Rector City Council Talks Trash Rates, Tiny Houses
An important safety issue was brought to the council's attention by a member of the public, at the monthly Rector City Council meeting held Monday. Marvin Gatewood, who has spent much of the past six months working at the Underwood building on Main Street, stated the many 18-wheelers rumbling and speeding down Main Street are dangerous in several ways. “They top the hill at 40 m.p.h. and roar down Main Street, shaking windows and undermining the safety of pedestrians and motorists. They could not stop at that speed should the need arise,” he explained. “That’s why the 25 mph speed limit is for Main Street. Their weight and speed also shake these old downtown buildings, undermining bricks and mortar.”
Gatewood suggested that if the city did not want to issue a ticket, issue a warning, or simply “turn the blue lights on the truck as a warning.” Gatewood also mentioned the rampant disregard of stop signs in the city. Mayor Roofe and Police Chief Glenn Leach indicated they were aware of the problems and will look into finding some kind of solution.
One of the most pertinent issues brought to the council by city superintendent Todd Watson was the attempt by people to declare a small storage building a “tiny house.” He noted this problem surfaced several months previous with the permit being denied. Watson added the issue continues to surface because there is no specific wording in the Zoning Ordinance 359 regarding what constitutes a minimum, viable home.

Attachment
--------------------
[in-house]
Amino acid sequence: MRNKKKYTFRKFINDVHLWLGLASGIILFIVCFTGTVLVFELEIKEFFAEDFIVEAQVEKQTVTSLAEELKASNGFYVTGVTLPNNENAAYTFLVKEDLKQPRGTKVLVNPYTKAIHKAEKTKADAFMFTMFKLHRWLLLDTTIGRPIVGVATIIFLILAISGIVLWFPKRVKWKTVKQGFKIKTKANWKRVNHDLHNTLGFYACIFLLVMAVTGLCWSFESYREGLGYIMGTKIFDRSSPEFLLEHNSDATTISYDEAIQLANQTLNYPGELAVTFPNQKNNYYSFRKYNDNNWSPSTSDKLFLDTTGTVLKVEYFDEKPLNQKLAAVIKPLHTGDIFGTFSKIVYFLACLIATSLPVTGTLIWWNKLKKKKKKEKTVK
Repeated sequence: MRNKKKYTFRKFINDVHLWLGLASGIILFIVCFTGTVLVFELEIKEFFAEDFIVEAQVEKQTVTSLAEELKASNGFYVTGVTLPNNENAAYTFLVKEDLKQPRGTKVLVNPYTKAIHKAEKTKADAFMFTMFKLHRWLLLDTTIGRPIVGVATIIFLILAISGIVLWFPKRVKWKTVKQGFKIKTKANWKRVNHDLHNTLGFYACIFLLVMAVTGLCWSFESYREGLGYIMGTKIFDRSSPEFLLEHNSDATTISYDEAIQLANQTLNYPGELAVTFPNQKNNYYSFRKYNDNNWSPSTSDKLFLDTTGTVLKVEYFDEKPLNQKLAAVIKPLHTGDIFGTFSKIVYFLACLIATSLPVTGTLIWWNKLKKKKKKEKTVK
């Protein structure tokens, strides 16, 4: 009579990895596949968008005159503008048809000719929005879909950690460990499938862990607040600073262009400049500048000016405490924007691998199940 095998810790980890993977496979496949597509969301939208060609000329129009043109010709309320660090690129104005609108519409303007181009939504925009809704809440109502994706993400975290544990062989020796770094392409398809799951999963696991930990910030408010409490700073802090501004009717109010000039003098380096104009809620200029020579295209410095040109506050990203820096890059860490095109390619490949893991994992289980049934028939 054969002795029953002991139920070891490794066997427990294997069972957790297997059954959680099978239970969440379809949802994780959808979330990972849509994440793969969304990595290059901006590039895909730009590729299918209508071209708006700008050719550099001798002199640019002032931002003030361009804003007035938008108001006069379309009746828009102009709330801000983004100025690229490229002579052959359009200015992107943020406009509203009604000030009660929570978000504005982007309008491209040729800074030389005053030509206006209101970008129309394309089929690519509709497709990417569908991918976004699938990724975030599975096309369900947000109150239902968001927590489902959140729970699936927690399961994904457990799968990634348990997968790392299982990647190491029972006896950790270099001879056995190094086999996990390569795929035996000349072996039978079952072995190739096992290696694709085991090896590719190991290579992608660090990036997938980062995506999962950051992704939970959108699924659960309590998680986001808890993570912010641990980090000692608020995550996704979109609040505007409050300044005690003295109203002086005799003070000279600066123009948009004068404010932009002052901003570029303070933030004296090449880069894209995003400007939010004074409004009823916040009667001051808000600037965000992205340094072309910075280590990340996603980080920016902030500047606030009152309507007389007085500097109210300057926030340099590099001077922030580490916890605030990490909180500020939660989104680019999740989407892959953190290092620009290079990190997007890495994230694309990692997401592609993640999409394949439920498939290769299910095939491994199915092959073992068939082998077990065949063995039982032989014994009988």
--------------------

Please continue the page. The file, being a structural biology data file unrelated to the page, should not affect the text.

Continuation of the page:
Council members David Romine and Lark Sigsby agreed that an additional provision was needed for the ordinance to give correct guidance for persons wishing to build a house on a small lot in Rector. For consideration, Sigsby mentioned standard building codes and minimum square footage for residences. Researching fire codes was also mentioned as appropriate for input. Fire Chief Hutie Bowden stated that the new fire codes will address appropriate egress with specific codes for size of windows and doors. The ability for water, sewer, and electricity to be added to the structure as for all residences was mentioned.
Mayor Roofe noted she had investigated material available through the Municipal League which has statements regulating the minimum square footage for a so-called tiny house, emphasizing that a portable shed or metal building does not constitute a tiny house. In response, city attorney Kimberly Dale will conduct further research and report to the council at the December meeting.
Mayor Roofe advised the council that Allen Shelton, of Shelton Sanitation, had provided her with a letter concerning increased sanitation fees for the upcoming five-year contract. Mayor Roofe explained that while under the current contract the City of Rector had not received any increase in fees, although other municipalities’ contracts, fees have increased. To bring Rector in line with appropriate fees, the sanitation fee will be raised by $1.60 per month, bringing the monthly fee to $12.25. The new rate goes into effect beginning March 1, 2019.
The Woodland Heights Cemetery Board, in a courtesy request, asked council to approve Stephen Simmons to fill the position on the cemetery board vacated at the death of his father, Richard Simmons. Council member Sigsby gave the motion to approve with Romine offering the second. All approved.